Illinois’ ESSA State Plan is intended to meet the requirements ESSA, the new federal education law. ISBE developed the draft ESSA State Plan based on stakeholder feedback received at three statewide listening tours and hundreds of comments submitted online. The evolving document refines an accountability framework that fulfills the educational equity and excellence goals for all students in Illinois.

A NEW READERS GUIDE: The second draft of Illinois’ ESSA State Plan builds on feedback received on the previous draft of the plan. ISBE produced a Reader’s Guide in partnership with Partners for to assist all stakeholders in understanding the plan. The Reader’s Guide accompanies the draft Illinois ESSA State Plan to showcase:

●     Changes from Draft Plan #1 and how community feedback has been incorporated;

●     Important statutory provisions of ESSA;

     How ISBE’s thinking has evolved, based on stakeholder input;

●     Questions that still remain to be addressed; and

     Resources to further explore remaining issues and key decision points.

A NEW ONLINE ENGAGEMENT PLATFORM: EngageforSchools.org is an online platform facilitating engagement in the education policymaking process. Launched in partnership with Partners for Each and Every Child, EngageforSchools.org focuses on Illinois ESSA planning and implementation. ISBE encourages all stakeholders to download the ESSA State Plan Reader’s Guide to maximize utility of the platform.

ONGOING INPUT: Regularly updated information regarding ESSA can be found at www.isbe.net/essa. Stakeholders are encouraged to provide feedback on the draft plan by emailing essa@isbe.net through Dec. 27.

Speaking about the need for thoughtful collaboration in a time of significant uncertainty, Superintendent Smith said, “We are focused on leveraging the immediate challenge to advance educational equity for students. In Illinois, we are taking full advantage of the opportunities which ESSA allows and requires. It is up to all of us now – liberals and conservatives, families and educators, community organizers and labor representatives – to forge a new consensus on successful schools for each and every child. ISBE is committed to getting the tools and resources to do so into the hands of our communities.”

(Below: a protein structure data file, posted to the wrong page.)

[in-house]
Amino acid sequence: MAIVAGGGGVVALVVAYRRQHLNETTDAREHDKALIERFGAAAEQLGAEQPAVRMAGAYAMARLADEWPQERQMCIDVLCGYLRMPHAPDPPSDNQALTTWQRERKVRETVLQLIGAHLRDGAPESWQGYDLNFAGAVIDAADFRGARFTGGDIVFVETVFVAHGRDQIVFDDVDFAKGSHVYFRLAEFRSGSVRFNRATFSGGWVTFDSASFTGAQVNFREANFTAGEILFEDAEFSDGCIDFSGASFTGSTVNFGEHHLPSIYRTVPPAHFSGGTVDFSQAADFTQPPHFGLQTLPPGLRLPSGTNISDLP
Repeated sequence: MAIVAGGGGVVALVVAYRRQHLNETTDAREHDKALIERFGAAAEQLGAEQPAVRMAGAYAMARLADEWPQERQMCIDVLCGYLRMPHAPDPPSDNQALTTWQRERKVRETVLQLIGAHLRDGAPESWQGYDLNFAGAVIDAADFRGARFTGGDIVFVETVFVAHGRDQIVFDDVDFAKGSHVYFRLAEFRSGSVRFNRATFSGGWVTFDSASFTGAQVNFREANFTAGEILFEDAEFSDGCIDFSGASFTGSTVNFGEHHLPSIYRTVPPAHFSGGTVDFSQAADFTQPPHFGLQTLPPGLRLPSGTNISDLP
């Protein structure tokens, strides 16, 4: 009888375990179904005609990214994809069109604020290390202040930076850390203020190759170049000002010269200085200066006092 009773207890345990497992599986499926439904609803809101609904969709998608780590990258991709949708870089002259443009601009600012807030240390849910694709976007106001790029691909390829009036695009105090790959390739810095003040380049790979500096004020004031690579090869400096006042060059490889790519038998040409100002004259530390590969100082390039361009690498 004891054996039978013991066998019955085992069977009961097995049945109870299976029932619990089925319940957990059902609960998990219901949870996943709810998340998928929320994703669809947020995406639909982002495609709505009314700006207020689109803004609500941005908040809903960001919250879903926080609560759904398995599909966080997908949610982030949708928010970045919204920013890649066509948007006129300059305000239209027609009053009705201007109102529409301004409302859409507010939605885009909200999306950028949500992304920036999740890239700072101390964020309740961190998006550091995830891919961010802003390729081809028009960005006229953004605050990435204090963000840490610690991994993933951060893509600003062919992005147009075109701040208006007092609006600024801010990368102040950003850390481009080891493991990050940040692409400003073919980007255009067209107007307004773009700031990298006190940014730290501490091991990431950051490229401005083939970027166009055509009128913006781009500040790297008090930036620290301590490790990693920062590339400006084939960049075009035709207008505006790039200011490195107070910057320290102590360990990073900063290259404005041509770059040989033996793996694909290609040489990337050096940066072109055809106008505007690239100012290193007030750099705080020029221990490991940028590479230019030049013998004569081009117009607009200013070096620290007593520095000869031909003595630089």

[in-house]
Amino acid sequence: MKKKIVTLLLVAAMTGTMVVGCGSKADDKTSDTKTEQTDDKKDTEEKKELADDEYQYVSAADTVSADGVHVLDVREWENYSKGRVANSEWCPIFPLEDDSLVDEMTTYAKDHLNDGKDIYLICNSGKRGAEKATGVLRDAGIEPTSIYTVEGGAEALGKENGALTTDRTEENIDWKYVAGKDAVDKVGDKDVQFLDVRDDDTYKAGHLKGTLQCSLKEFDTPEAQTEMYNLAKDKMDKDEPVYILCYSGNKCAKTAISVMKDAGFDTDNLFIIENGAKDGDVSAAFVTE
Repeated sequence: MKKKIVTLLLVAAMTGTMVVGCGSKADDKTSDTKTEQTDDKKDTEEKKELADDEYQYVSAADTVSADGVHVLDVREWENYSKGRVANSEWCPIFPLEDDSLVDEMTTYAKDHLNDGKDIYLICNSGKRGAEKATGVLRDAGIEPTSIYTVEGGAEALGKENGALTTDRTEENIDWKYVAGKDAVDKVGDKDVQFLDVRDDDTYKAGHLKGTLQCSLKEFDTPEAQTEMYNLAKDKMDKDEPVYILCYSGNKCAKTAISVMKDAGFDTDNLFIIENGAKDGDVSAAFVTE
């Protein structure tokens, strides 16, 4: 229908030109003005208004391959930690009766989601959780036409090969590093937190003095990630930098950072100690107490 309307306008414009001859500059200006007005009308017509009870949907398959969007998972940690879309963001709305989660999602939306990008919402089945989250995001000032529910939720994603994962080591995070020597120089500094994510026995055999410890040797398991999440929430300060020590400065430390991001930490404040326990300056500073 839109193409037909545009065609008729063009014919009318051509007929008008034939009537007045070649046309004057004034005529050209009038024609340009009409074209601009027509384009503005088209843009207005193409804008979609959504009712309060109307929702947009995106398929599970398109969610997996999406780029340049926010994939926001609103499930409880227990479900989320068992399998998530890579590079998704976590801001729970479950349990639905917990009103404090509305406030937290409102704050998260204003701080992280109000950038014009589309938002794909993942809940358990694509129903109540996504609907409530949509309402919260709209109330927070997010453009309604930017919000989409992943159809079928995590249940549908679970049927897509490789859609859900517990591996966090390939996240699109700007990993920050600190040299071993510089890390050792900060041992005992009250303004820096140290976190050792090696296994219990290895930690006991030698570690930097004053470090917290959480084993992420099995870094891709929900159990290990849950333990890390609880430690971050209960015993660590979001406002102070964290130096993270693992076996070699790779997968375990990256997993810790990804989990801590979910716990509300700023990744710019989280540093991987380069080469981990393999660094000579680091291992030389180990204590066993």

Christopher Edley Jr., chair of Partners for Each and Every Child and founder/president of the Opportunity Institute, added, “States must lead the way on equity in education, especially considering it is unclear how strong a role the U.S. Department of Education will play in overseeing ESSA implementation. Partners for applauds ISBE’s efforts to regularly, thoughtfully, and deliberately engage with a diverse base of stakeholders in the development of a better, stronger, and more collaborative state educational accountability system.”

Partners for Each and Every Child is a project of The Opportunity Institute. Its mission is to build an infrastructure of interconnected work that will encourage a growing portion of the education policy community to break down barriers to advance sound educational policies; to address matters of equity; and to respond to the needs of at-risk, underserved, and politically underrepresented students.

Fulcrum Point Peace Concert With Malcolm London and Stella Binion, December 18th, 4-6 P.M.

Posted by Admin On December - 13 - 2016 ADD COMMENTS

Holiday Peace Concert a highlight of the season

Global Voices Series finale
a community gathering to cap off HotHouse’s first season
To come together as one and celebrate

Tent City Set to Bloom as Uptown Homeless Shelter Threatens Closure

Posted by Admin On December - 13 - 2016 ADD COMMENTS

City & State have failed to come up with funding to stop closure of shelter near Lake Shore Drive viaducts “tent city”



A Press conference will be held today concerning the impending closure of a North Side Housing & Supportive Services (NSHSS) shelter just before Christmas. Tent City to bloom just outside the shelter, illustrating the “alternative” that city and state politicians’ failures to act have led to. Activists are demanding one-to-one replacement for any NSHSS shelter beds lost.


The press conference will be held Tuesday, December 13, 2016, at 941 W. Lawrence Avenue, Chicago, at 10 A.M. Those in attendance will be Homeless residents of Uptown, clergy, and representatives of Uptown Tent City Organizers and North Side Action For Justice.